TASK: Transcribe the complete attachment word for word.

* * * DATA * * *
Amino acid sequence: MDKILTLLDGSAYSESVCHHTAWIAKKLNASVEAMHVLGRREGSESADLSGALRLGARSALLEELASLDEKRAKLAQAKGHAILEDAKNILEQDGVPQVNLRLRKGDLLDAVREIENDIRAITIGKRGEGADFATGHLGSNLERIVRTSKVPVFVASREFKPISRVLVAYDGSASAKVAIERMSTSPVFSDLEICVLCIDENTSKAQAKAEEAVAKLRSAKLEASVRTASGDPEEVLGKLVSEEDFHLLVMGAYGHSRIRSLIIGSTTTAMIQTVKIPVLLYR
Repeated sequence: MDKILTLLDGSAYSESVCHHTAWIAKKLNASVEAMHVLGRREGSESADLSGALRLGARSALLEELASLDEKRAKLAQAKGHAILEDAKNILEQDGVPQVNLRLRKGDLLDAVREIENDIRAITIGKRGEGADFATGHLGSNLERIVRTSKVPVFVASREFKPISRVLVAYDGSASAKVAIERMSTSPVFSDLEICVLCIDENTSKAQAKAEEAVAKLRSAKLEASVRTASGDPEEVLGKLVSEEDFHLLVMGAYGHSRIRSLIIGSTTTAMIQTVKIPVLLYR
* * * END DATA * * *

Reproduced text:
Amino acid sequence: MDKILTLLDGSAYSESVCHHTAWIAKKLNASVEAMHVLGRREGSESADLSGALRLGARSALLEELASLDEKRAKLAQAKGHAILEDAKNILEQDGVPQVNLRLRKGDLLDAVREIENDIRAITIGKRGEGADFATGHLGSNLERIVRTSKVPVFVASREFKPISRVLVAYDGSASAKVAIERMSTSPVFSDLEICVLCIDENTSKAQAKAEEAVAKLRSAKLEASVRTASGDPEEVLGKLVSEEDFHLLVMGAYGHSRIRSLIIGSTTTAMIQTVKIPVLLYR
Repeated sequence: MDKILTLLDGSAYSESVCHHTAWIAKKLNASVEAMHVLGRREGSESADLSGALRLGARSALLEELASLDEKRAKLAQAKGHAILEDAKNILEQDGVPQVNLRLRKGDLLDAVREIENDIRAITIGKRGEGADFATGHLGSNLERIVRTSKVPVFVASREFKPISRVLVAYDGSASAKVAIERMSTSPVFSDLEICVLCIDENTSKAQAKAEEAVAKLRSAKLEASVRTASGDPEEVLGKLVSEEDFHLLVMGAYGHSRIRSLIIGSTTTAMIQTVKIPVLLYR